CHICAGO, IL - MARCH 18: Head coach Mark Turgeon of the Texas A&M Aggies reacts in the first half of the game against the Florida State Seminoles during the second round of the 2011 NCAA men's basketball tournament at the United Center on March 18, 2011 in Chicago, Illinois. (Photo by Jamie Squire/Getty Images)
Don't hold back, Mark Turgeon. Tell us how you really feel.
"This is the biggest challenge I've ever had in coaching; it's not even close," said Turgeon, who turned around struggling teams at Jacksonville State and Wichita State and led Texas A&M to four consecutive NCAA tournaments before succeeding Maryland's Gary Williams in May.
"I can't make it any easier on these guys," Turgeon said, with senior Sean Mosley, who led the team with 21 points, sitting beside him. "The lack of commitment to running the plays the right way is mind-boggling. I've never seen anything like it."
The strong words come on the heels of Maryland's 26-point loss to Iona in the Puerto Rico Tip-Off, in which they had 26 turnovers. Turgeon is famous for being brutally honest in the media, so strong comments coming from him aren't too much of a surprise. The strength of the comments, though, is a bit jarring.
Obviously, we're all on the outside, but there certainly appears to be a special level of sloppiness in Maryland's offense, in part due to an inability or unwillingness to consistently run sets, which appears to be Turgeon's main complaint. The ridiculous pace of the game, plus the absence of Pe'Shon Howard, likely played into it to some extent as well.
One thing I'm learning with Turgeon, though, is that it isn't likely to mean as much as people will draw into it. Again: Turgeon is almost always brutally honest. He speaks what's on his mind, and that was on his mind. Every single coach would've said the same to the team in the locker room; Turgeon simply says it to the media, as well. He adds no extra emphasis on the words he says publicly. It's just an interesting side note, and I don't have any problem with him telling it like it is.
Turgeon might have some allies, by the way. Among them: Sean Mosley.
Said Mosley: "We didn't execute any offensive plays in the second half. When things go south, guys on the team put their head down. . . . We've got to get tougher as a team."
(Regarding getting tougher, Turgeon coached against Iona with a kidney stone. So he might have some credibility there.)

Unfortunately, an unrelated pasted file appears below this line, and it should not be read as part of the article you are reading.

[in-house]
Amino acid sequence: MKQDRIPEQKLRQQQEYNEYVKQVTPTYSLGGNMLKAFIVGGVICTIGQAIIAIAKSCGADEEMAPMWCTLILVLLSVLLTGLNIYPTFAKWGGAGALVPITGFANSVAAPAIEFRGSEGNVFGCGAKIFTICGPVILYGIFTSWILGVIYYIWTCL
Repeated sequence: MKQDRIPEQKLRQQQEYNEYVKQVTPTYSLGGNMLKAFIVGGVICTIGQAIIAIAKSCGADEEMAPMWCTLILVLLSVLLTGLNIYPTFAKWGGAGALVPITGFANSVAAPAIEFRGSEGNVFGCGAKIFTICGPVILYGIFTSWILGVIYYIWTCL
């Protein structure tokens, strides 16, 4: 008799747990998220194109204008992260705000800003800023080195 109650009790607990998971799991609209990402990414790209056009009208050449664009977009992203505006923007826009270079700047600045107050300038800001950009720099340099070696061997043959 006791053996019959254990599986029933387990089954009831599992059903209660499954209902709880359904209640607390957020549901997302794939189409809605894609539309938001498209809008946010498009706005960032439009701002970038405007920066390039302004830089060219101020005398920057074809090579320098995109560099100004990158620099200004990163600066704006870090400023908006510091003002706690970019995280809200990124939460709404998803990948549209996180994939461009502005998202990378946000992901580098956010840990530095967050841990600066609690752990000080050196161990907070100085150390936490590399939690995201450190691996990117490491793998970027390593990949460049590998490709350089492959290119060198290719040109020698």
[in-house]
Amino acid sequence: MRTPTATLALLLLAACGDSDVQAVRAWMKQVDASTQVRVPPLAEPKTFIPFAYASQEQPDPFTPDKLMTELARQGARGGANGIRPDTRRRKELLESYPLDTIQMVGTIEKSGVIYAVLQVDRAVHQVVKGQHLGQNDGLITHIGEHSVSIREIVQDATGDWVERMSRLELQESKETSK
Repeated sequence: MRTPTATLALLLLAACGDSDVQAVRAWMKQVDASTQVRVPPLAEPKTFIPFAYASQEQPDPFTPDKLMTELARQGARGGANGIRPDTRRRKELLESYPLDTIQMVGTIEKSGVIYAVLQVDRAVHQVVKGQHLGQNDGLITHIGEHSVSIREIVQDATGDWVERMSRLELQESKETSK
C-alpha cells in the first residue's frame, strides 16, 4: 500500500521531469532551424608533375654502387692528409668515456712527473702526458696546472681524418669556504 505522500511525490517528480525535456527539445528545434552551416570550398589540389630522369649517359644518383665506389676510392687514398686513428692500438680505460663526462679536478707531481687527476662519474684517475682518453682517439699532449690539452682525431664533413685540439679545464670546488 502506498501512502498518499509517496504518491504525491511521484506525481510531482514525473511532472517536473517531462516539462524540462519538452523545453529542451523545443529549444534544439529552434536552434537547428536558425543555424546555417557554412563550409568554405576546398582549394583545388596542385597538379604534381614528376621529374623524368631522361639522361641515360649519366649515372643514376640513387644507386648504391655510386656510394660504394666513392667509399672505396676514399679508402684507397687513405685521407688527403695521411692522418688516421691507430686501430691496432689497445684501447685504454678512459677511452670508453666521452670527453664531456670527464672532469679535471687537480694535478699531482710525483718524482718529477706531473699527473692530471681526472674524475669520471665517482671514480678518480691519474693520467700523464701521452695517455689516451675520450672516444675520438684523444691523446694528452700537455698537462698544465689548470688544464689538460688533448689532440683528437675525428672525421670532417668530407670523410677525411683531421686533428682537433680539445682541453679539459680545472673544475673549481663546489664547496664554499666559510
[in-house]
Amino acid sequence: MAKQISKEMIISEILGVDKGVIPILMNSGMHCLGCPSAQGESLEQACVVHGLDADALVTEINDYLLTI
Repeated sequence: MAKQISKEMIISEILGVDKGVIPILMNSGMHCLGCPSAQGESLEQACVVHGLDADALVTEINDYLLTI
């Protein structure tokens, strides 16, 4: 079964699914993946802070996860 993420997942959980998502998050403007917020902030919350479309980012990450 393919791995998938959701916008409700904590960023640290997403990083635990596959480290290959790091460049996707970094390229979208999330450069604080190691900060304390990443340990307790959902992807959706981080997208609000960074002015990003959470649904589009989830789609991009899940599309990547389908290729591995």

And not that I put much stock into the words of Doug Gottlieb or Dino Gaudio, but they both remarked upon the difficulty of the building job Turgeon was facing, with Gaudio calling the current team "the most depleted roster in the country."
This isn't about Randy Edsall and I'm loathe to devote even a single clause to the comparison, but it's a pre-emptive strike, because I know people will make the comparison. Maryland's fanbase in general and I in particular have been pretty tough on Edsall for dozens of reasons, not least of which is his poor handling of the media and occasional throwing of his players under the bus. This may appear to be the same. This is not the same.
For one, Edsall's players are undoubtedly superior to the bunch Turgeon inherited. It was easy to think Edsall should've had much, much more success than he did. Turgeon ... unless he doesn't win another game, I think we'll understand his record. For another, Turgeon has earned a certain benefit of the doubt, thanks to his recruiting and hiring efforts, that Edsall has entirely missed.
But here's the real kicker. Turgeon is notorious for being candid, sometimes brutally. He has no filter and will say whatever it is he's thinking. Edsall is the opposite. He's notorious for having high walls. He doesn't disclose injury information; he almost never allows player media availability. He is basically nothing but filter. When Turgeon says those types of things, it's because he believes them. It's tough to imagine Edsall, who is so tight-lipped about so much, simply speaking something because it crosses his mind. When he makes a comment like that, it's cold and calculated; there's some purpose to it. This isn't about Edsall, though, and I pray that with that point made, no one else tries to make it about Edsall. (If you want to have a discussion about that, start a new FanPost.)
The real point: Maryland is young and has a far-from-full cupboard. Will things get better with Pe'Shon Howard? I hope so. Until then, though, I think we're simply going to have to expect some sloppy performances.